Tip1# Know Whether You Export To Or Import From A Country With A Trade Agreement
There are a few trade agreements that you need to be aware of which will significantly cut duty tax. The Southern Africa Development Community (SADC) Free Trade Agreement (FTA) is one of them. The fifteen SADC member states included in the agreement enjoy an impressive 85% free trade on goods.
Another trade agreement commonly used by South Africans is the South African Customs Union (SACU) which allows duty tax free movements of goods. This means zero duty tax is payable on trade between these countries. Trade agreements with European countries include the SADC-EU Economic Partnership Agreement (EPA) and the SACU European Free Trade Association (EFTA). We have prepared a list of all the trade agreements as well as the countries involved here.
Tip 2# Know Which Certificate Of Origin Is Necessary For The Specific Trade Agreement
Only traders who can prove that goods were produced or processed in a member country may benefit from these agreements. This is why importers and exporters need to submit paperwork attesting that the goods were made in the country listed as the beneficiary of the trade agreement. The proof provided is called a ’Certificate of Origin’.
A certificate of origin often abbreviated to C/O or CoO is a printed form or electronic document completed by the exporter and certified by a recognised issuing body, validating that the goods in a particular export shipment have been produced, manufactured or processed in a particular country.
The exporter has to submit proof that either a) the products were wholly obtained from that country; this means all components and manufacturing originated in that country, or b) that it is sufficiently processed in the country of origin.
In other words, although some components might have been imported, the product was sufficiently transformed, or value was added in such a way that the final item can be deemed as new or original. Furthermore, if a company was registered in one country and the manufacturing plant in another, the certificate of origin would be issued from the manufacturing plant’s country. There are various certificates of origins used for different countries. Read here for more details about the different documents required to ensure you benefit from lower duty tax.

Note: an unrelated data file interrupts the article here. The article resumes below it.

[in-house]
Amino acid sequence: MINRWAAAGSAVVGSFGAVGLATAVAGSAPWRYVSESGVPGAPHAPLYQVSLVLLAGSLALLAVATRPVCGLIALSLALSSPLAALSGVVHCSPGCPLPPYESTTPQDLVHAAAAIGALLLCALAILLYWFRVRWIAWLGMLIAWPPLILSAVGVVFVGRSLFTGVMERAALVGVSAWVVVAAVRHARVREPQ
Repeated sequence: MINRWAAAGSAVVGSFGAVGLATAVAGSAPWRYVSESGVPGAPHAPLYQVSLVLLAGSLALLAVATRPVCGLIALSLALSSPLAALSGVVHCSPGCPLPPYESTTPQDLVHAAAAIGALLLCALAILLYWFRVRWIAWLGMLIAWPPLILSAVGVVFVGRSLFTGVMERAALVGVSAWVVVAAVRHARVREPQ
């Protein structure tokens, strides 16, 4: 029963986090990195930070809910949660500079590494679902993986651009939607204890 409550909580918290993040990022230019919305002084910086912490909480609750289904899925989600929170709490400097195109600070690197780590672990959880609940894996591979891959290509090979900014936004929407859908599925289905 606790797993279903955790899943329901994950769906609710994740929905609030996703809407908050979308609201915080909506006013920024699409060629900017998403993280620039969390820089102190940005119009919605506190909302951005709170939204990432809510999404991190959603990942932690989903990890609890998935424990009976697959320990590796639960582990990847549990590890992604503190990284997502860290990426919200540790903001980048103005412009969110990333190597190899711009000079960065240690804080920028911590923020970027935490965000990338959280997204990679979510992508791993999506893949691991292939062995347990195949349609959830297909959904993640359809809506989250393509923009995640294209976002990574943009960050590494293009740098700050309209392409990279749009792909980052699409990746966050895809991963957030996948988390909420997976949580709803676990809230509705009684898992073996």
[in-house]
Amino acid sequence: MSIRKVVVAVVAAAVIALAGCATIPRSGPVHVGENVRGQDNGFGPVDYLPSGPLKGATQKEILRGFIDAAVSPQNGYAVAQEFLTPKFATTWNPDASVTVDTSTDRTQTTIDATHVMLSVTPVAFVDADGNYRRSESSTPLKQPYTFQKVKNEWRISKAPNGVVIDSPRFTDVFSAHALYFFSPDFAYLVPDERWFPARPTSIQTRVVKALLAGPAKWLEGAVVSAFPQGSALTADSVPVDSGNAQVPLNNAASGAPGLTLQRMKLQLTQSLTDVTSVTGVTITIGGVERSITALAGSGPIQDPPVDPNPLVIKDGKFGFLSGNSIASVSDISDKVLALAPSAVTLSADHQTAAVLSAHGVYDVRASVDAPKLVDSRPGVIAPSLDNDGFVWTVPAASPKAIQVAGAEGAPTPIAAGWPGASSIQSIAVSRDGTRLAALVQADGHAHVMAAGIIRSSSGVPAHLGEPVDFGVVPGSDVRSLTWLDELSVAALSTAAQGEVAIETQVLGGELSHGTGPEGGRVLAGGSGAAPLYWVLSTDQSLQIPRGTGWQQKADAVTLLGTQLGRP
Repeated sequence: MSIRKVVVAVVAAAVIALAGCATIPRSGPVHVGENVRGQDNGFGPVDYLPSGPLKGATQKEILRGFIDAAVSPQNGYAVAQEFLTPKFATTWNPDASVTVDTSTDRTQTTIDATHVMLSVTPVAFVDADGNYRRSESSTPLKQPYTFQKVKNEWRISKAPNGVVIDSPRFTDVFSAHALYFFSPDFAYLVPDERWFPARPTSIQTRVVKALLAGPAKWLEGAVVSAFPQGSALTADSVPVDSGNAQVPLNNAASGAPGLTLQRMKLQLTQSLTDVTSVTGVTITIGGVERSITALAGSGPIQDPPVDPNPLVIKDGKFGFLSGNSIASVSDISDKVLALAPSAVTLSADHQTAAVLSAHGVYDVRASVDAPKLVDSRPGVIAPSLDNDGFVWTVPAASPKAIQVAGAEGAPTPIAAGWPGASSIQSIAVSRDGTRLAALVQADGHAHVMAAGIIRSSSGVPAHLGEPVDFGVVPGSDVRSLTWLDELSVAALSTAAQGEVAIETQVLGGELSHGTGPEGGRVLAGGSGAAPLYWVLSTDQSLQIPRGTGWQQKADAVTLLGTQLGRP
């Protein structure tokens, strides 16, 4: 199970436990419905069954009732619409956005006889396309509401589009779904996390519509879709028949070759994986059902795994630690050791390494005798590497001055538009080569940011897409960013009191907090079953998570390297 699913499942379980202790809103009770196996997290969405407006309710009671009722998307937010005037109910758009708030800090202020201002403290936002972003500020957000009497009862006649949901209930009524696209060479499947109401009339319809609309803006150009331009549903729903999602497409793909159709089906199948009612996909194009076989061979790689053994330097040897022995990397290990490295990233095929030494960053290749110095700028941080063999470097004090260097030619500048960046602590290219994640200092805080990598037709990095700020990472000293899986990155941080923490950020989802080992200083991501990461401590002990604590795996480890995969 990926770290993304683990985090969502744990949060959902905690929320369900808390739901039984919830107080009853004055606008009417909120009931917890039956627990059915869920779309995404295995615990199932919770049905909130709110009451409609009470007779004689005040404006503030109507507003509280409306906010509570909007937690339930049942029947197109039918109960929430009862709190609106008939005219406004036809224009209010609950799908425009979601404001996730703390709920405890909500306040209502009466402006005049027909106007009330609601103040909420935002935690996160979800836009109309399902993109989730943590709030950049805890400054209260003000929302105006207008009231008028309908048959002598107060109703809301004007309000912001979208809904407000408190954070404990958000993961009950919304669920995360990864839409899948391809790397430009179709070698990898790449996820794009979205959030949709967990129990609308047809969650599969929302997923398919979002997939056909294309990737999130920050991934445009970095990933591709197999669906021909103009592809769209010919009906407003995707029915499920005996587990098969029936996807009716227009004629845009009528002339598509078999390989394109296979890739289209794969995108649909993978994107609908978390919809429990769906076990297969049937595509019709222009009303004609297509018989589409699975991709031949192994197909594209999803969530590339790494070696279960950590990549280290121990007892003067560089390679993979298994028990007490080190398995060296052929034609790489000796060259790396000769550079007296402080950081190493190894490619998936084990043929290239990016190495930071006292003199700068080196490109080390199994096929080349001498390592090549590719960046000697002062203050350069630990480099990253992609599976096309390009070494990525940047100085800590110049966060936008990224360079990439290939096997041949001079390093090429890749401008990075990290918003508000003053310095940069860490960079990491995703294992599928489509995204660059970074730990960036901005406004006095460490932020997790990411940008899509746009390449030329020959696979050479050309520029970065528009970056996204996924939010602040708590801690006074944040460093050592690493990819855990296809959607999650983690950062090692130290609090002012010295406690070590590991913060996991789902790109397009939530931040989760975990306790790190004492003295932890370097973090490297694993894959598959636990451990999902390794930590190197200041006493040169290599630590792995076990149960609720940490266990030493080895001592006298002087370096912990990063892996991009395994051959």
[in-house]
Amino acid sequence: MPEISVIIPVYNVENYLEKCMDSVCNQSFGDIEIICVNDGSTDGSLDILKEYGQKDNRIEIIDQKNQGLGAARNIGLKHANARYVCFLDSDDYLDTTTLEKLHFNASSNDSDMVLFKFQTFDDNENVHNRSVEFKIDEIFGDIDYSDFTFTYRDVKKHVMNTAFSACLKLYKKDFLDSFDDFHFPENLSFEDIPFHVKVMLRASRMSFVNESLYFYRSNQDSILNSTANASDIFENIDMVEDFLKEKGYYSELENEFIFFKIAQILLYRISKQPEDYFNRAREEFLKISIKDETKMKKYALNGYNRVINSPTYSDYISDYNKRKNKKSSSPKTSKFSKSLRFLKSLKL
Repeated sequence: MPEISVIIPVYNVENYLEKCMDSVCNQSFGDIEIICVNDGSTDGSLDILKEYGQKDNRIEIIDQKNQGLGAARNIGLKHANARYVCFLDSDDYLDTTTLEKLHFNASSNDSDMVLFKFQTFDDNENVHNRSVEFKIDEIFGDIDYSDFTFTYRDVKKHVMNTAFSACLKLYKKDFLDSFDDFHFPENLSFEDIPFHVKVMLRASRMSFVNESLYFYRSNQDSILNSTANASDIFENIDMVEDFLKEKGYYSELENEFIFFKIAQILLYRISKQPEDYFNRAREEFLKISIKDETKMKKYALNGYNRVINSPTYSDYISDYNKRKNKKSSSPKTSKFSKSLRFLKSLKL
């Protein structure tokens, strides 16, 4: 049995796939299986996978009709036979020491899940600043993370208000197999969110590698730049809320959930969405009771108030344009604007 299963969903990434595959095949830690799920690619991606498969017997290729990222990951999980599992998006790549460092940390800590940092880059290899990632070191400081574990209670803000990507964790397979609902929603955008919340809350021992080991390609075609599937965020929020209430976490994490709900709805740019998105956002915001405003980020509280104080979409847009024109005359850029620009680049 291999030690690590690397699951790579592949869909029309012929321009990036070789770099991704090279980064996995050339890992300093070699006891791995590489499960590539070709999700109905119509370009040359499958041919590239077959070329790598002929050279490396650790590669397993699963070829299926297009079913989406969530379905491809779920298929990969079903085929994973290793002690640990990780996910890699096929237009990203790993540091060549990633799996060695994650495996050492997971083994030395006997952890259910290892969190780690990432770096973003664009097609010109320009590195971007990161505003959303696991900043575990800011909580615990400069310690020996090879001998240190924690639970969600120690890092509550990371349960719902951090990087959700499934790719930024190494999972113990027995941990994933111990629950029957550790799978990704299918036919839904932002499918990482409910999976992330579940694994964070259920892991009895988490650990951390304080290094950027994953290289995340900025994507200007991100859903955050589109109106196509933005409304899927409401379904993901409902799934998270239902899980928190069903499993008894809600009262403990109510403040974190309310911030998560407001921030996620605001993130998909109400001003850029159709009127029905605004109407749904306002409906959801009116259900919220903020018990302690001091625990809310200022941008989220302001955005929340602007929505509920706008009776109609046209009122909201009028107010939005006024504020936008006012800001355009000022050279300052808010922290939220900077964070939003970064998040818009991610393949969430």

#Tip 3: Ensure The Certificate Of Origin Is Completed In The Right Manner
These documents must be completed correctly. Most of the information provided has to come from the exporter. If the wrong information has been reported, it can influence the relationship between the importer and exporter negatively.
Common mistakes when filling out a Certificate of Origin may include:
- Identifying the wrong country of origin
- Using the wrong H.S. code
- Providing an incorrect or incomplete and rather ambiguous description of the goods
- Not including a description on how the cargo is packed or reporting a total weight that does not include packaging
- Exporting goods made from imported material and not sufficiently processed to be deemed as originating from the exporting country.
A lot of information can be misrepresented on the certificate of origin. For this reason, we recommend making use of companies specialising in trade administration to ease the stress and to ensure that all the t’s are crossed and i’s are dotted.